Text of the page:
GUATEMALA CITY — A pro-business former mayor of the Guatemalan capital was elected president over a center-left engineer who billed himself as the candidate of the poor in a runoff election marred by low voter turnout.
With 94 percent of the votes counted early Monday, conservative Oscar Berger had 55 percent, compared to 45 percent for his opponent, Alvaro Colom. Berger was mayor of Guatemala City from 1990 until 1999, and had a 29 percent lead in the capital, according to results released by the election commission.
Berger declared himself the winner of Sunday's race even before early results were released, inviting his opponent to join his administration-to-be. Colom refused to concede the election, however, saying he would continue to wait for more votes to be counted before addressing the media on Monday.
But Oscar Bolanos, the election commission director, said at a news conference that there was "very little change" the remaining six percent would cause a major change in the final results, which were to be released at midday Monday.
Dearth of voters
What was clear was that the election failed to strike a chord with most voters. Many polling stations were mostly empty throughout the day Sunday and the country's human rights ombudsman released a statement saying observers had noticed a dearth of voters.
Preliminary results concluded that less than 46 percent or registered voters went to the polls. In last month's national election, lines forced voting centers to stay open for several extra hours and 58 percent of registered voters cast ballots.
That race featured the candidacy of former dictator Efrain Rios Montt, who ran for president with the ruling party, but failed to advance to Sunday's second and decisive round of presidential voting because he finished a distant third behind Berger and Colom.
"I'm voting to set an example for my children," said Luis Miranda, a 37-year-old accountant who cast his ballot as soon as the polls opened at 7 a.m. "But there are many people who won't vote because the local elections are over."
The lack of a close contest may have deterred would-be voters. Polls leading up to the election have shown Berger, who enjoys the support of the business community, with a lead of at least 15 percentage points over Colom, a former vice economy secretary and ordained Mayan minister.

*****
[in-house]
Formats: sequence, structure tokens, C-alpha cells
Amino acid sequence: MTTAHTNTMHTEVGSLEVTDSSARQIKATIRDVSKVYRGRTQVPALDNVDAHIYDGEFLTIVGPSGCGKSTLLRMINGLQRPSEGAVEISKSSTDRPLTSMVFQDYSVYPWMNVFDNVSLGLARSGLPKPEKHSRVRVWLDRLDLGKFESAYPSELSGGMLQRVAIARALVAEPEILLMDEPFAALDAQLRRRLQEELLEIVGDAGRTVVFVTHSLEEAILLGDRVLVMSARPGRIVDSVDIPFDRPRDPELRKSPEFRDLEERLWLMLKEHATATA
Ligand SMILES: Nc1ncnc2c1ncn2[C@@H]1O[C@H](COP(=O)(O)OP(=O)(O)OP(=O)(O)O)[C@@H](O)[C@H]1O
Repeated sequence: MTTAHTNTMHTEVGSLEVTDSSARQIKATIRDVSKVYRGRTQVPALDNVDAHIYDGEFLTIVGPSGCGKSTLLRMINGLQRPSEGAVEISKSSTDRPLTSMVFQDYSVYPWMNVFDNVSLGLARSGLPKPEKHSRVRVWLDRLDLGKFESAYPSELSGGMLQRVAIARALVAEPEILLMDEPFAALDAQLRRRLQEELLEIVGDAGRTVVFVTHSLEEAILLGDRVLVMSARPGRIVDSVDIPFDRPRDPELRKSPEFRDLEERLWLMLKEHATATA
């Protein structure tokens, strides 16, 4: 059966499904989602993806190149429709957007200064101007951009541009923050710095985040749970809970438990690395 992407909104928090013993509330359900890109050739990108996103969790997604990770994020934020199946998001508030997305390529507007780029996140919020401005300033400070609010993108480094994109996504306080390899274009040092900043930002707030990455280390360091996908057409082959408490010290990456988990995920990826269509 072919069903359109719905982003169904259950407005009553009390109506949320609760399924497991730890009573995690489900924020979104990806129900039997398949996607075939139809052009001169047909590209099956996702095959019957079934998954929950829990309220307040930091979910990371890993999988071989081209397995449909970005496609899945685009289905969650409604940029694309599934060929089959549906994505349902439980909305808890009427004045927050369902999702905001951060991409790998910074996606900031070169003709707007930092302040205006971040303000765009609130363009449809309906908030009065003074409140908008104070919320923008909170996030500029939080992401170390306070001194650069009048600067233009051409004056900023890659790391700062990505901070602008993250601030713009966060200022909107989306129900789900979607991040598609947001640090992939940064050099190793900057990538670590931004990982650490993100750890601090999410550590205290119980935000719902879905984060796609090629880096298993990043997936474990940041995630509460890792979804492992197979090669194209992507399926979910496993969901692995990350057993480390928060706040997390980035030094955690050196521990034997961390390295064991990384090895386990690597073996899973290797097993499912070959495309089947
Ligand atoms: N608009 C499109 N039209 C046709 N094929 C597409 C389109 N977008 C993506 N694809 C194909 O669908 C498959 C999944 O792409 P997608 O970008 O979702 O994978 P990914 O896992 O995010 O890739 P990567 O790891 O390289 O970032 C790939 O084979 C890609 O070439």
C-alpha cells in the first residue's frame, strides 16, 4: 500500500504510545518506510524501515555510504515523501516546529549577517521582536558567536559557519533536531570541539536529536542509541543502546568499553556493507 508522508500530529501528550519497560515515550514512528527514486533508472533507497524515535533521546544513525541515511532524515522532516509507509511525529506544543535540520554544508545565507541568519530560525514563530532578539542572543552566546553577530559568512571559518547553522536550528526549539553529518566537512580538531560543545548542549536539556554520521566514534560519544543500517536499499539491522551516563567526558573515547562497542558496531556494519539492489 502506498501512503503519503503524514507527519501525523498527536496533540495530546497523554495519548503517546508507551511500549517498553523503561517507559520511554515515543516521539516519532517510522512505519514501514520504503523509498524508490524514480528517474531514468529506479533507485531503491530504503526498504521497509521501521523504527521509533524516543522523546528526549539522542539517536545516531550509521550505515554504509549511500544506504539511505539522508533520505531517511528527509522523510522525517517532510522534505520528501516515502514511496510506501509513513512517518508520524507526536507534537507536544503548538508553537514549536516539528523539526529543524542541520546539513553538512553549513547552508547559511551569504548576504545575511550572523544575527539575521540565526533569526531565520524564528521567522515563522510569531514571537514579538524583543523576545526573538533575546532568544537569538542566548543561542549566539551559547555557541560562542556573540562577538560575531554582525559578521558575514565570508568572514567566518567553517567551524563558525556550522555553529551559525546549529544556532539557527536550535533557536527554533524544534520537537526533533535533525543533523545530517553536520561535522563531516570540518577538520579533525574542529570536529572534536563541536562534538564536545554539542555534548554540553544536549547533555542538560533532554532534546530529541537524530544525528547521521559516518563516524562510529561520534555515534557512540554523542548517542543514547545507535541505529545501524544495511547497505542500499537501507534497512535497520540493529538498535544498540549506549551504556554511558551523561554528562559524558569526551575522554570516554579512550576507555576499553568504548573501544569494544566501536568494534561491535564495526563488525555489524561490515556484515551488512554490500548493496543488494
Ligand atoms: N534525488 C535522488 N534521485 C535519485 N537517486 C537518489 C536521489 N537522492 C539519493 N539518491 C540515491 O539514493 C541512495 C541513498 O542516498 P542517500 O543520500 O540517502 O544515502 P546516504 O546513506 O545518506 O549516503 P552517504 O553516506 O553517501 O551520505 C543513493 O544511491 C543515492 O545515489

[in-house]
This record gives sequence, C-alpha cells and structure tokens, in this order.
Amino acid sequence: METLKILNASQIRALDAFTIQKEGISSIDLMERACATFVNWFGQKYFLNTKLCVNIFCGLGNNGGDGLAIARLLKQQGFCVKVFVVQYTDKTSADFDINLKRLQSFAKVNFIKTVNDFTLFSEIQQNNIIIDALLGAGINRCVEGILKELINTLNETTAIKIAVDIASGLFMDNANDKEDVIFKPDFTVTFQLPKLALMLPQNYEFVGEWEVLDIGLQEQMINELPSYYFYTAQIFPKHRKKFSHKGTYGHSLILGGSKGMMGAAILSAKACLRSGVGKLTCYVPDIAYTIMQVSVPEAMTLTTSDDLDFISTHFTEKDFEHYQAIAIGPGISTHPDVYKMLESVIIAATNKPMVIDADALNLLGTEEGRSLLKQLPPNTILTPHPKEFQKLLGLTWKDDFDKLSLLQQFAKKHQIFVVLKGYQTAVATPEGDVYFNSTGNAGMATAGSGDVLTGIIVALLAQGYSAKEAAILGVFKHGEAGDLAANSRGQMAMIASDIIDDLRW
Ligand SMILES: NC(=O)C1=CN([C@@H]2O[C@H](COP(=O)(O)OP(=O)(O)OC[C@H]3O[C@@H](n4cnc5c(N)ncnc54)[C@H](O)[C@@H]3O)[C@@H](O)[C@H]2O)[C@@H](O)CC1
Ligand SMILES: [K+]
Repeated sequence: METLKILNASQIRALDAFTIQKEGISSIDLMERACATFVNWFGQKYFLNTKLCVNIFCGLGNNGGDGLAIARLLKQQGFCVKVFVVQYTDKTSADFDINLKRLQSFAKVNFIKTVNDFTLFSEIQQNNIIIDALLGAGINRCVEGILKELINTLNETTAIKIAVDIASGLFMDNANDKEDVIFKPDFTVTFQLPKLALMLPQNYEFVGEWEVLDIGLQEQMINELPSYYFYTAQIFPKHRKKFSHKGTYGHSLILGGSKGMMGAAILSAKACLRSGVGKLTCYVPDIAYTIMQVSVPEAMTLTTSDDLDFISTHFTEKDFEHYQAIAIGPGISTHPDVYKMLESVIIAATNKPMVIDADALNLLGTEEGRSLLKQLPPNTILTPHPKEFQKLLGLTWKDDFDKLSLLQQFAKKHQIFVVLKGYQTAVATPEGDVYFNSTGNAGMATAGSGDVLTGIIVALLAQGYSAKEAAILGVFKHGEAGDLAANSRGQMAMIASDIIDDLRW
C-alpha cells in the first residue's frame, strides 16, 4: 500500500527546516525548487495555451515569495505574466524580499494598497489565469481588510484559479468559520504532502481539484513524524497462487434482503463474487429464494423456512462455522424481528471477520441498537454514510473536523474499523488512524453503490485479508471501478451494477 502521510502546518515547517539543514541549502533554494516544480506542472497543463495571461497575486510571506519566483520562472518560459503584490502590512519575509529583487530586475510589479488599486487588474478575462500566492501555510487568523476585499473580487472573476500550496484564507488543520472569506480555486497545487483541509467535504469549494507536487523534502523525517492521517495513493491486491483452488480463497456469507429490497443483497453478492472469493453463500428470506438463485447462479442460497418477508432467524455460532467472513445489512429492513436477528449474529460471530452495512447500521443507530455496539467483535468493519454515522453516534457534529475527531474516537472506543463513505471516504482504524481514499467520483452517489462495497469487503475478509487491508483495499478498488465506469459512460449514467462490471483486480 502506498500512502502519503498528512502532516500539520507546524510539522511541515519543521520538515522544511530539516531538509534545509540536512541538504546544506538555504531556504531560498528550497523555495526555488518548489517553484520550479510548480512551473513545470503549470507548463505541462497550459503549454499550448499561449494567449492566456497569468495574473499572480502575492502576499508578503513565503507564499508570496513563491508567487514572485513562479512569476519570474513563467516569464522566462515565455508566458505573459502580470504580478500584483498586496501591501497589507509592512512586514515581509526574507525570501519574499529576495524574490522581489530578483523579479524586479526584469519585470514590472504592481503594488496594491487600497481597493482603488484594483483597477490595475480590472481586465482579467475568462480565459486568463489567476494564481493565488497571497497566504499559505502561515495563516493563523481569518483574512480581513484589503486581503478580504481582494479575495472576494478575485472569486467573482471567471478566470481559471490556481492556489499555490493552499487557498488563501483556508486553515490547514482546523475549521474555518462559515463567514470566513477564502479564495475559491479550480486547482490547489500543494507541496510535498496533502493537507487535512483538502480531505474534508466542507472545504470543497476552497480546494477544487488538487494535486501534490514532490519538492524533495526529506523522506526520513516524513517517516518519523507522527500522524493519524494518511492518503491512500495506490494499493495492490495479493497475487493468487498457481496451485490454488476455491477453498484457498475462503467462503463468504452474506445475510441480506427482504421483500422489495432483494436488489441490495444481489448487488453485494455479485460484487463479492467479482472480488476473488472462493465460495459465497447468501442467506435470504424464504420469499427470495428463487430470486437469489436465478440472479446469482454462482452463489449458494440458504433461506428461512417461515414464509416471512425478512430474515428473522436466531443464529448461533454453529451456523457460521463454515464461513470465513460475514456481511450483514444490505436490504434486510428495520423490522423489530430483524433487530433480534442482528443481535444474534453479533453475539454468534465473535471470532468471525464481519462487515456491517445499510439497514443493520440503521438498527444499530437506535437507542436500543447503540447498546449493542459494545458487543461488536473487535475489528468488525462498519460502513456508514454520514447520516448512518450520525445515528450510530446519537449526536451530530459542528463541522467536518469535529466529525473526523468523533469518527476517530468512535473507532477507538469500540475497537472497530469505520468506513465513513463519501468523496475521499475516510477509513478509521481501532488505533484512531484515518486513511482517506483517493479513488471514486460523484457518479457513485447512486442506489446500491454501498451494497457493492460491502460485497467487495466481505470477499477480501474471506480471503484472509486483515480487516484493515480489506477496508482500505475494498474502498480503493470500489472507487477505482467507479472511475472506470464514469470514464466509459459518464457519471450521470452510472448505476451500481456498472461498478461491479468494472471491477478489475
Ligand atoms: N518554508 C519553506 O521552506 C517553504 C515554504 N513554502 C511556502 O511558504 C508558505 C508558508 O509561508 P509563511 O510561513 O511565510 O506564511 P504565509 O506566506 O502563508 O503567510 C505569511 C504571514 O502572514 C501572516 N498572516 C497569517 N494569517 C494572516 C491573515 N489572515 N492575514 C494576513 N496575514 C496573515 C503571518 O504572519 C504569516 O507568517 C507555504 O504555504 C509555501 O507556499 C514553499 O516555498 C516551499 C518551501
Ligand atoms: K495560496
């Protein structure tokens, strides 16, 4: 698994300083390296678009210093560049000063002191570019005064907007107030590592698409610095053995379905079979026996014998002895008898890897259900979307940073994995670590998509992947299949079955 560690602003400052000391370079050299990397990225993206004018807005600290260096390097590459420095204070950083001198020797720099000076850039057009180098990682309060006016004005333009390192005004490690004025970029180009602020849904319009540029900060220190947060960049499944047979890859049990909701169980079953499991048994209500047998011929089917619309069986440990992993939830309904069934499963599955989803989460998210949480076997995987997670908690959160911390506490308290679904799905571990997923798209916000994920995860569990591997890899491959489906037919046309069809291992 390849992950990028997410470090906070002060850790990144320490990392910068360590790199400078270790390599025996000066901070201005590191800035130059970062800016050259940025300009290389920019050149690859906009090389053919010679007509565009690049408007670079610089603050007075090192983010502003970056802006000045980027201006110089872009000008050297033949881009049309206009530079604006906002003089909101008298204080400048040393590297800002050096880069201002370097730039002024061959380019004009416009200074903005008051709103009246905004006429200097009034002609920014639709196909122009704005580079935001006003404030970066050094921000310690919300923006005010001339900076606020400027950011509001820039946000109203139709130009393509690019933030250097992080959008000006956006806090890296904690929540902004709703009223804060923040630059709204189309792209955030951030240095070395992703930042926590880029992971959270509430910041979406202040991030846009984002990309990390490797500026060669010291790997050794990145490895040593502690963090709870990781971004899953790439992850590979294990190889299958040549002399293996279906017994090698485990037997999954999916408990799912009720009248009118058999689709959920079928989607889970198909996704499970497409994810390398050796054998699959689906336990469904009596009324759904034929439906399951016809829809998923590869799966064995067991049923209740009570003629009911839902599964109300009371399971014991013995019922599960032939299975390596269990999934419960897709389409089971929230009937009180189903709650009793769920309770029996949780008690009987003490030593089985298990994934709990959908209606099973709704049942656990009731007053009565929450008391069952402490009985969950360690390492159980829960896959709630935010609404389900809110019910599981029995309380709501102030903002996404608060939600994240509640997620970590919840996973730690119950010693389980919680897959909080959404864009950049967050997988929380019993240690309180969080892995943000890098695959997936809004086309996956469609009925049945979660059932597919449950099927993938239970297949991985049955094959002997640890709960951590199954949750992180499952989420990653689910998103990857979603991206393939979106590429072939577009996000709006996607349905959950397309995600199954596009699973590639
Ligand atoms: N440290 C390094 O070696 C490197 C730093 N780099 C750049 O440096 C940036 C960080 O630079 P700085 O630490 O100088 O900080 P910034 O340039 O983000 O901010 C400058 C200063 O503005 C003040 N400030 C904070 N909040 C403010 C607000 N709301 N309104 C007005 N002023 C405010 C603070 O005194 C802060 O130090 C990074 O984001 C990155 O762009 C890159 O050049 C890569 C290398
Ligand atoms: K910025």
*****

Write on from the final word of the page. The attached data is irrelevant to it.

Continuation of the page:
"I am going to be an honest man with an honest team that's going to be very austere," Berger said amid hundreds of cheering supporters at a victory party. "We don't want to spend more than what's necessary, investing in public health, public safety."
Colom, who had pledged to fight for the country's poor and largely marginalized Mayan majority, had said he would make up Berger's advantage in the capital by winning most of the country's rural provinces.
Colom did garner more support outside of the country's urban centers, especially in the largely Mayan west. But it was not enough to overcome his opponent's control of the capital. Berger also got a boast from the majority of voters in the country's southeast.
Voting took place across this country of 14 million with few complaints of irregularities, though Guatemala City police were summoned to polling places in three neighborhoods after receiving reports that assailants were using homemade cannons to fire nails at the tires of arriving cars.
About 1,000 election observers were stationed throughout the country to prevent violence and election fraud.
Trial for ex-dictator?
Rios Montt's 18-month regime during the early 1980s was the bloodiest of a 1960-96 civil war. The 77-year-old former general has been accused of genocide for applying a scorched-earth campaign that killed thousands of civilians suspected of supporting guerrillas.
Both Berger and Colom ran for president in 1999, but finished well behind Alfonso Portillo, a populist from Rios Montt's party. Portillo's popularity has plummeted amid charges of government corruption and a failure to reduce crime rates. Term limits bar him from seeking re-election.
The first-round defeat of Rios Montt, who has served as president of the legislature since 2000, means his immunity from prosecution will expire when his term as lawmaker ends next month.
Berger has dodged questions about whether his government would put the ex-dictator on trial.
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